Fucolo understood the need of the skilled labor in the growing business and the manufacturing sectors at the time, and the responsibility of the public higher education to create a skilled labor pool, if Massachusetts was to be competitive and keep pace with the other states. The community Colleges, therefore, seen as the solution to the shortage of skilled manpower problem at the time. The skilled labor training is a core function of the community colleges even today. Comprehensive Regional Community Colleges in Massachusetts today offer an array of programs leading to associate degrees, certificates and vocational programs. They provide basic, continuing, and remedial courses for college age students and adults. They affiliate with schools, industries and work places and develop programs to improve the skills and the quality of labor helping to increase efficiency and productivity. Massachusetts Community colleges have pioneered an innovative, low- cost, state wide workforce training resource for business and industry called Mass* Net, and it helps to provide workforce training in 21 technological fields. According to a Community College information source more than 5000 work force development programs are yearly offered by Massachusetts Community Colleges. By providing, skilled manpower needs of the states industry, commercial as well as other service units, they have helped to increase income of the manufacturing units, individuals, and the State.
Governor Furcolo wanted to make the Community Colleges a “preparation ground” for higher education. One of the important missions of these colleges today is to facilitate their graduates to transfer to four year colleges which is also an important component of the most community college students’ educational aspirations. At present, Community Colleges have well designed programs and provisions to facilitate student transfers through transfer agreements, and bindings with four year colleges and universities. As a member of a Public Higher Education System, Quinsigamond Community College for example,maintains ties with all the Massachusetts four year colleges and universities and facilitate student transfers through Mass Transfer program introduced in 2008.This program helps for students through reduced tuition fees, and credit transfers, and make transfer process quick, smooth and affordable..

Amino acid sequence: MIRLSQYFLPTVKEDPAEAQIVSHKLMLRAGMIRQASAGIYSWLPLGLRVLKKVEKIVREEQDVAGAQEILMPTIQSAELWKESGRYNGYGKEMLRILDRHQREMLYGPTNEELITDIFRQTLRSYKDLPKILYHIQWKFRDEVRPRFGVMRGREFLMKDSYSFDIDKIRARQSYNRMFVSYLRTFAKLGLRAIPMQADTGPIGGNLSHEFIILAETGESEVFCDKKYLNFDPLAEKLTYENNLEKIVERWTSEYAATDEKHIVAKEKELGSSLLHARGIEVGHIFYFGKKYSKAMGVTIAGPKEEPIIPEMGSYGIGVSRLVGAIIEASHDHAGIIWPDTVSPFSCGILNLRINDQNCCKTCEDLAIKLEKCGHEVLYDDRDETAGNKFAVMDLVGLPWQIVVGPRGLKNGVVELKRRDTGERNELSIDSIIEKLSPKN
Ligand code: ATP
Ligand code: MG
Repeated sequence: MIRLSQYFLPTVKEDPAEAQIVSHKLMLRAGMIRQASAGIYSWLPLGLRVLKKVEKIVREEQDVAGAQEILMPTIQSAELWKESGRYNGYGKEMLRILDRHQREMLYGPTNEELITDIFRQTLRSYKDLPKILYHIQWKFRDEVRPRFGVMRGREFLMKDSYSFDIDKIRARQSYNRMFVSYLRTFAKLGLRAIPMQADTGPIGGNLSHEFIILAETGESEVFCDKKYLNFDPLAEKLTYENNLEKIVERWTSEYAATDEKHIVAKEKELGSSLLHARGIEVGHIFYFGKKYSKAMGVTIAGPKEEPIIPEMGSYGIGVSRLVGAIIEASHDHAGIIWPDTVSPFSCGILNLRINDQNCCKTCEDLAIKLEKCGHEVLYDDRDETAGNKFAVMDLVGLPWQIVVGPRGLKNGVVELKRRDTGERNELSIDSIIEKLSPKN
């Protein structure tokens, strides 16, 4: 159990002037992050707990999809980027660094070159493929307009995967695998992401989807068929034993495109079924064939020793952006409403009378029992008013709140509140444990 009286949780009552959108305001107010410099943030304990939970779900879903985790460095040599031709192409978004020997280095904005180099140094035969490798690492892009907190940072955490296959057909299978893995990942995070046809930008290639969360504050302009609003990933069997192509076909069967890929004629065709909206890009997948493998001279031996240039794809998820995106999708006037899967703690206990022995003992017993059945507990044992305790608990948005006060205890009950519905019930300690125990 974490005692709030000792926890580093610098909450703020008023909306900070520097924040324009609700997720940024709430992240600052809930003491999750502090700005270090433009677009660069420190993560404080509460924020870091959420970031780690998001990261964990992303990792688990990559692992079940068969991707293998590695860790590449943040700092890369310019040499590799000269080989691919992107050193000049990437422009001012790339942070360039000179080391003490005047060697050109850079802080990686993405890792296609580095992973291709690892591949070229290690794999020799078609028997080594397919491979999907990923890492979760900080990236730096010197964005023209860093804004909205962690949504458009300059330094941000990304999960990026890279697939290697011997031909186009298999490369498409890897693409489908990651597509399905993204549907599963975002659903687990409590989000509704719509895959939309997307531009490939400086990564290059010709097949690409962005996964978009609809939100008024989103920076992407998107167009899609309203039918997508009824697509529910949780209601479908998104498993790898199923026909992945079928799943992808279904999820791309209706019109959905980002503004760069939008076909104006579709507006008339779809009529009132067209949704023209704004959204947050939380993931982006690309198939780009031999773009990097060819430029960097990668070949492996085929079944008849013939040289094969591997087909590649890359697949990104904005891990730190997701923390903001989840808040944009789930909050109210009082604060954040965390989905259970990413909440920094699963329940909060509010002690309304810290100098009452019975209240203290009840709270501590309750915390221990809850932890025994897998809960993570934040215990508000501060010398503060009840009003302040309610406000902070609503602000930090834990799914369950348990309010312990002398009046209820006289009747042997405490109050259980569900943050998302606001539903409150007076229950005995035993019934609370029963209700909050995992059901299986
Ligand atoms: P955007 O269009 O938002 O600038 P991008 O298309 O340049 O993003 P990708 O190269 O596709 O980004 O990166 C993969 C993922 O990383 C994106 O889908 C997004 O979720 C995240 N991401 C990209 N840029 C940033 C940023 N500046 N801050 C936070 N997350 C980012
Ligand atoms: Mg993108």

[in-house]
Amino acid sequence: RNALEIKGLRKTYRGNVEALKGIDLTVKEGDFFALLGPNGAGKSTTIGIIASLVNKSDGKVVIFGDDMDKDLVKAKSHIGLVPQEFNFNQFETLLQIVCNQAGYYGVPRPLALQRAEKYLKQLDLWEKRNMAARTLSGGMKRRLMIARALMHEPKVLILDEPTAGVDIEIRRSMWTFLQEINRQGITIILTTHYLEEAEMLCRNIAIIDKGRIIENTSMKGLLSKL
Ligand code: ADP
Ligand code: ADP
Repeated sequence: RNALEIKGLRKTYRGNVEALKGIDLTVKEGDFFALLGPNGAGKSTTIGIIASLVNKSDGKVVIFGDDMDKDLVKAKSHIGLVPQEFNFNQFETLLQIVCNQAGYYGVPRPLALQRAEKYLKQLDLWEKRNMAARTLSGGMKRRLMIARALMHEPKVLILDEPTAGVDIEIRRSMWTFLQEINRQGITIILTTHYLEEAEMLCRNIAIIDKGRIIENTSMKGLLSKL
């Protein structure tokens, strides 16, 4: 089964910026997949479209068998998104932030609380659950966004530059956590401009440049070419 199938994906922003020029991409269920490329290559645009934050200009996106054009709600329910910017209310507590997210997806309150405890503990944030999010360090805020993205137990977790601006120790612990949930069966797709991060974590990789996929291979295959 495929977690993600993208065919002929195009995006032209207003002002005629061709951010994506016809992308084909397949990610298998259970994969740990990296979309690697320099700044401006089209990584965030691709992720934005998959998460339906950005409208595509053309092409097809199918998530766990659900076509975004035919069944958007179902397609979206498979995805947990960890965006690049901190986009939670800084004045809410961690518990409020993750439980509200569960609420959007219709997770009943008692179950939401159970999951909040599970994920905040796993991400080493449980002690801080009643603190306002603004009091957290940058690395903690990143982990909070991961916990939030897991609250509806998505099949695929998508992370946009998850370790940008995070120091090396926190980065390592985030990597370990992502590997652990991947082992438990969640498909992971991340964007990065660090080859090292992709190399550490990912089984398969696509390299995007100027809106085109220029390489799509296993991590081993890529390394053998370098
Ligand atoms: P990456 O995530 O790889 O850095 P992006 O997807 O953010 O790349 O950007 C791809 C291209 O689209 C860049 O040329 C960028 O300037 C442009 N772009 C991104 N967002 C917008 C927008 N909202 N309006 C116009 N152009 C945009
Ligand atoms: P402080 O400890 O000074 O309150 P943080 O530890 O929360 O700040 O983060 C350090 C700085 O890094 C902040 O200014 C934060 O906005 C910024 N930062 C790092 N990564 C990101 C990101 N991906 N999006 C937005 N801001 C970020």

The economic impact of the Community Colleges on individuals, families, and business is clearly seen today in Massachusetts. A recent economic impact report estimated that the incremental annual income of the Community College graduates as US$ 21400 compared to non-graduates. Education also opens to opportunity for better jobs with better benefits.It has been estimated that 90% of the Massachusetts Community College graduates working in the state after their graduation in business, industry, or other services, and the income they generate hence spent mostly within the state. This means that the state is able to generate more revenues taxing the personal income of the community college graduates working in the state. Further, the expenditure in Community Colleges has created a multiplier effects and further regional growth as to various studies. These colleges help also the local economies to sustain their economic activities through spending of students and visitors, and workers. Thus the Community Colleges in Massachusetts have become a growth engine for the state according to the same economic impact report mentioned earlier.